‘You Never Know Who Is Struggling’ – Catherine’s Story

People on the Beach with Child

By Catherine (Family Member)

It’s nearly five years now… five years in which so much in my life has happened. Milestones that my dad should have seen. My graduation from university, my first ‘adult’ job, my moving away from home, meeting my boyfriend and buying a house. All the milestones that my dad should have been a part of, but he wasn’t. Something that will continue to be the case throughout my life.

My dad died on April 19th 2016. Something I never saw coming. After a phone call from the hospital, my life changed forever. The first man I ever loved had gone in the blink of an eye. No goodbye, no last hug, no chance to say I love you one last time.

My dad died of Alcoholic Liver Cirrhosis. Something I used to be ashamed to admit but not anymore. He was a fantastic father and a fantastic person. And that shouldn’t be diminished by the fact he was dependent on alcohol.

I have wanted to write this for a couple of years. I have put pen to paper multiple times but something has always stopped me from finishing. The stigma that is associated with alcohol addiction has caused me to wonder what impression that would give people. I don’t want anyone to get the wrong impression. My dad dying from an addiction to alcohol does not define him as a person. The stereotype associated with this disease, not only can stop the person from seeking help themselves but can also affect their family.

A major study in the US found that people with alcohol dependency were more than 60% less likely to seek treatment if they believed they would be stigmatised once their status was known. I’ve decided to write this to help remove the stigma that this illness is ‘self-inflicted’. Everyone’s story is different and nobody has the right to judge. If you have a dependency yourself or have a loved one who does. Never be ashamed. Ask for help.

There is a strong correlation between alcohol addiction and mental health issues. Along with the effect long term heavy drinking can have on the brain, alcohol is often used as a coping mechanism and can be used to mask the way we are truly feeling.

My dad suffered depression for most of his life but he only began to use alcohol as a coping strategy in his last 5 to 10 years. Several falls in his personal life caused him to turn to alcohol as a way to make himself feel better and numb the pain. Unfortunately, this led to dependency. The addiction made the man that I looked up to and that radiated so much fun and joy, turn into someone that would forget that I had arranged to meet him or turn up under the influence. What was most frustrating was, I could see my old man in his eyes. His true self was in there but he couldn’t get out. He was stuck in a rut and that broke my heart.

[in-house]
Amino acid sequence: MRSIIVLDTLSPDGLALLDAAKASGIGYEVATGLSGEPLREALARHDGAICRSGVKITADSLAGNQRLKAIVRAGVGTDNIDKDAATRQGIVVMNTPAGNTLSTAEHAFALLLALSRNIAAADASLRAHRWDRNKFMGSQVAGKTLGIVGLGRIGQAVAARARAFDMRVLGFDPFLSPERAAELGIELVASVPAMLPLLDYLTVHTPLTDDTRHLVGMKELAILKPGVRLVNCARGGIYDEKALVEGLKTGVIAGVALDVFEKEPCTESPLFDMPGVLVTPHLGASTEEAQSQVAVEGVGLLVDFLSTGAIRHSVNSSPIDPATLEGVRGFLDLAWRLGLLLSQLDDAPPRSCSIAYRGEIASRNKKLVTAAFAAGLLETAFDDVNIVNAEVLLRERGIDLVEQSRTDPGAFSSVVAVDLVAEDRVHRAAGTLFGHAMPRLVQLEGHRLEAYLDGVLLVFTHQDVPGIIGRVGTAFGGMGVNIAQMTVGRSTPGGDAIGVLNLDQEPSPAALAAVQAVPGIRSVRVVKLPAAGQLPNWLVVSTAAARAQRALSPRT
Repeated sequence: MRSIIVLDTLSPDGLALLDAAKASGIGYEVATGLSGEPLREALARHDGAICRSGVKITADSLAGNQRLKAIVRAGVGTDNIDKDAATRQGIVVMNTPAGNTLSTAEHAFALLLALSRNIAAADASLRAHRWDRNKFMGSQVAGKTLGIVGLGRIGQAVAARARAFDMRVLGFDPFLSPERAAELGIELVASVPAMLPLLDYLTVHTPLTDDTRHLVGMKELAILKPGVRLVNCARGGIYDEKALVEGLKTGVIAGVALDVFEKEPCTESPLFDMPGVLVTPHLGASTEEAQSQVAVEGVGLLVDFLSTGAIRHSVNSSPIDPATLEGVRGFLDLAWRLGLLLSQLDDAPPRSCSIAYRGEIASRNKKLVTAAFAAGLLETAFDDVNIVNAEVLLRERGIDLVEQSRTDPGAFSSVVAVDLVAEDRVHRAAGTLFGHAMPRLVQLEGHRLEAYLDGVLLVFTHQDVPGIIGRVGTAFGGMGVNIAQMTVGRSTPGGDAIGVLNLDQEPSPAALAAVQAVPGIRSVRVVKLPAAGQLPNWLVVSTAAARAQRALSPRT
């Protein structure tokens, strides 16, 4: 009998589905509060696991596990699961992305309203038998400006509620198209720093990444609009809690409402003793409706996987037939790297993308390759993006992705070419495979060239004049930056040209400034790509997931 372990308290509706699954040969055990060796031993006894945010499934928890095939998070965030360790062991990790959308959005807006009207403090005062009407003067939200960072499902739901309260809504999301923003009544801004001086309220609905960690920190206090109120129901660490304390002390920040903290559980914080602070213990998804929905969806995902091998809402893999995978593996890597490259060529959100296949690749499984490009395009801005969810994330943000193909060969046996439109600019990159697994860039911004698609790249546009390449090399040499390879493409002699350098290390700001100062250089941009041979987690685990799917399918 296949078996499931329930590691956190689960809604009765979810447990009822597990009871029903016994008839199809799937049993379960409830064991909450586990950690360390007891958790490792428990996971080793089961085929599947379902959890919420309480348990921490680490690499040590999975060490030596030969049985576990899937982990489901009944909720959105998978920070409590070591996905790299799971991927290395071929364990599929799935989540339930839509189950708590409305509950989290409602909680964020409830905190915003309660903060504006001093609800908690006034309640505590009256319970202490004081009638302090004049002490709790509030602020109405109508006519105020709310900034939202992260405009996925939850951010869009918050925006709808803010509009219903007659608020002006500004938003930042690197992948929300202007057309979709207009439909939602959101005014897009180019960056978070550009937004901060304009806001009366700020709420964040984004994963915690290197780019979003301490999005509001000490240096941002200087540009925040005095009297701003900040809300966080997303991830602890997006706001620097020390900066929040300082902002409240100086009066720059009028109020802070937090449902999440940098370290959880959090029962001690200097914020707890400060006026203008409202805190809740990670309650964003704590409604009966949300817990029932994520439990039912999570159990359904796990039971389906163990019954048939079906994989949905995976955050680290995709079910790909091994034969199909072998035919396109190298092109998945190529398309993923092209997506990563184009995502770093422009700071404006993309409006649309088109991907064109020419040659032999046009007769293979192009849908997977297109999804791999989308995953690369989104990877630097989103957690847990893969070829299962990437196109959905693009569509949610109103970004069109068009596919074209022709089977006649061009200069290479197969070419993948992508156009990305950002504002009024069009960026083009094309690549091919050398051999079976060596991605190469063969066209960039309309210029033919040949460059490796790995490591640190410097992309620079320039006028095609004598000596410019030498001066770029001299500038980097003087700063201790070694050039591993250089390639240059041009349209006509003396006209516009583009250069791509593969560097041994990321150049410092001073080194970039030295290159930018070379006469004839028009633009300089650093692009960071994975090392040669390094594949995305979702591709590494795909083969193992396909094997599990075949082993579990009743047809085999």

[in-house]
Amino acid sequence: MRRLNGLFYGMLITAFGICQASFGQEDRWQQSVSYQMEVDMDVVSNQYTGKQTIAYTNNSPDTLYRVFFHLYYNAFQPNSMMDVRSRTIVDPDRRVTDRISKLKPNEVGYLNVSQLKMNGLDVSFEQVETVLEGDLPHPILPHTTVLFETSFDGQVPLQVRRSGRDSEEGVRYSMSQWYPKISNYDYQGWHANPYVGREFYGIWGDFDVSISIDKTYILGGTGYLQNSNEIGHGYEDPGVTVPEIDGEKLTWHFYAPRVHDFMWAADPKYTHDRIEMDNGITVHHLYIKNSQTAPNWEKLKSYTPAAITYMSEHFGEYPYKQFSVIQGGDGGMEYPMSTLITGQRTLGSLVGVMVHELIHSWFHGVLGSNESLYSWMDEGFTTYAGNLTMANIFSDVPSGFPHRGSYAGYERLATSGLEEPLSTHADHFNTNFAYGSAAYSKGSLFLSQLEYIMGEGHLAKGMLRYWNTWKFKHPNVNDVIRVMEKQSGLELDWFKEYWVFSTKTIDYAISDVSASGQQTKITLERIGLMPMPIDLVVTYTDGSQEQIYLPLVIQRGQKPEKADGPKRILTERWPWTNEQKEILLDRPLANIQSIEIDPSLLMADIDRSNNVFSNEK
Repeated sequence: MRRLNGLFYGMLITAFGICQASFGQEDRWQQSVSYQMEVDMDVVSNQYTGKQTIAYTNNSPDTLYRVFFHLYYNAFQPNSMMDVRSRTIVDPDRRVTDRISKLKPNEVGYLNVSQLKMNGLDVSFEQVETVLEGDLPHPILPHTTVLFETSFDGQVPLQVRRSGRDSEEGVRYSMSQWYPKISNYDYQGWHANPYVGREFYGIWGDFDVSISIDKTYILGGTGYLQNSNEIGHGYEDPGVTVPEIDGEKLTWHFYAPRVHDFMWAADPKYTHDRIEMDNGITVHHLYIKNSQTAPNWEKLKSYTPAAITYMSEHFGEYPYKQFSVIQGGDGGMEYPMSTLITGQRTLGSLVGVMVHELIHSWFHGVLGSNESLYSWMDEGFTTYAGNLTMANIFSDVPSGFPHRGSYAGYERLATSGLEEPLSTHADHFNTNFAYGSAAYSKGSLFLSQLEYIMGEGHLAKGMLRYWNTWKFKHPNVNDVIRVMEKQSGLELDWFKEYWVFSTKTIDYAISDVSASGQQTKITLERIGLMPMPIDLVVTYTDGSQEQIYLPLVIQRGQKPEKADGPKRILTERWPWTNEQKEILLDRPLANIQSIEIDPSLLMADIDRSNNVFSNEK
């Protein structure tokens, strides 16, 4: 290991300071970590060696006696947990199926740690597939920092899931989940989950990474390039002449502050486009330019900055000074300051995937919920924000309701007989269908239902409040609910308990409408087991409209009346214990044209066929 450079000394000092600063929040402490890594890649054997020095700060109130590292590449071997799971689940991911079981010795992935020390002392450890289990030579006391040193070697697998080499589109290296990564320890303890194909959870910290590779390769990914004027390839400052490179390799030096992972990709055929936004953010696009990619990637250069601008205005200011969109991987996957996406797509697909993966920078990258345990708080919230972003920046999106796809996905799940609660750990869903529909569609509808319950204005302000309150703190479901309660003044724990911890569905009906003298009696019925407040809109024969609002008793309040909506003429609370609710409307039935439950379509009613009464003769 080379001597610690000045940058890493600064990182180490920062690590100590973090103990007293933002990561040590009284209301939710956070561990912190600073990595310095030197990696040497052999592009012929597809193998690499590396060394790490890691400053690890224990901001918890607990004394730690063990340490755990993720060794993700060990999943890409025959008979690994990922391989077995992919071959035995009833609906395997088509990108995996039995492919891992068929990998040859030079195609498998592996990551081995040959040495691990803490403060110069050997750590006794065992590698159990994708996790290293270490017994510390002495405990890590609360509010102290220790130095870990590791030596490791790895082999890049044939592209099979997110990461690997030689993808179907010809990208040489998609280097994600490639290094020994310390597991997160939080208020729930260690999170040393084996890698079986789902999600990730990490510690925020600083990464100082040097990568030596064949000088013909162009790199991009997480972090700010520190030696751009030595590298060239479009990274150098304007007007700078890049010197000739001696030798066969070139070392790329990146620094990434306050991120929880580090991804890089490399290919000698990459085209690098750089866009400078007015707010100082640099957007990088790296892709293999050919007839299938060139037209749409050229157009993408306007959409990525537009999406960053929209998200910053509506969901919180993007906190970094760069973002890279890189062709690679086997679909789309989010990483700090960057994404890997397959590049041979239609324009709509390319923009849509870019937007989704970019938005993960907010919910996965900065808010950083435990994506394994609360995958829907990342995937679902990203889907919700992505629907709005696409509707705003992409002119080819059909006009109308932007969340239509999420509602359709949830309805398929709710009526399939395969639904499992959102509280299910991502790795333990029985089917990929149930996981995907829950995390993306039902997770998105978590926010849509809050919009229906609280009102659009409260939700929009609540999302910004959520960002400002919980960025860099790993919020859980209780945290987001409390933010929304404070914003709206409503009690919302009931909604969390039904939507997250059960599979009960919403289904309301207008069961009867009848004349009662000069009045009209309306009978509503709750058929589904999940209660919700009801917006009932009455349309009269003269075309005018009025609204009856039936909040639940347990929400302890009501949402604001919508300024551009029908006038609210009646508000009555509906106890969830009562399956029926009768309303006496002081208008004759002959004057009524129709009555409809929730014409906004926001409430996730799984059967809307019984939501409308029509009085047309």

My dad’s death caused me to suffer my own mental health issues and around a year after he passed, I was diagnosed with depression myself. I saw a counsellor for 6 months as I felt resounding guilt that I had not done enough to help my dad to defeat his addiction. I felt a guilt that I had almost split my world into two separate parts, one with my dad and one with everyone else, for reasons I now deeply regret. I didn’t want people in my life to meet my dad because I was so concerned about what others would think. Now when I look back at those few years before he died, I wish I had included my dad in more because I would give anything to have that chance now.

The stigma associated with people with alcohol problems of any nature needs to be changed. As so many of us often say, we don’t know someone’s story. Our harsh words can often be the reason why someone doesn’t seek help. So let’s not judge, but instead, check-up and offer help to more of our friends and family. You never know who is struggling.

If you are worried about someone else’s alcohol or drug use, we are here to listen and to help. You can contact our team on 08080 10 10 11, helpline@sfad.org.uk or use the webchat on our website.

Other support

We use cookies. By browsing our site you agree to our use of cookies.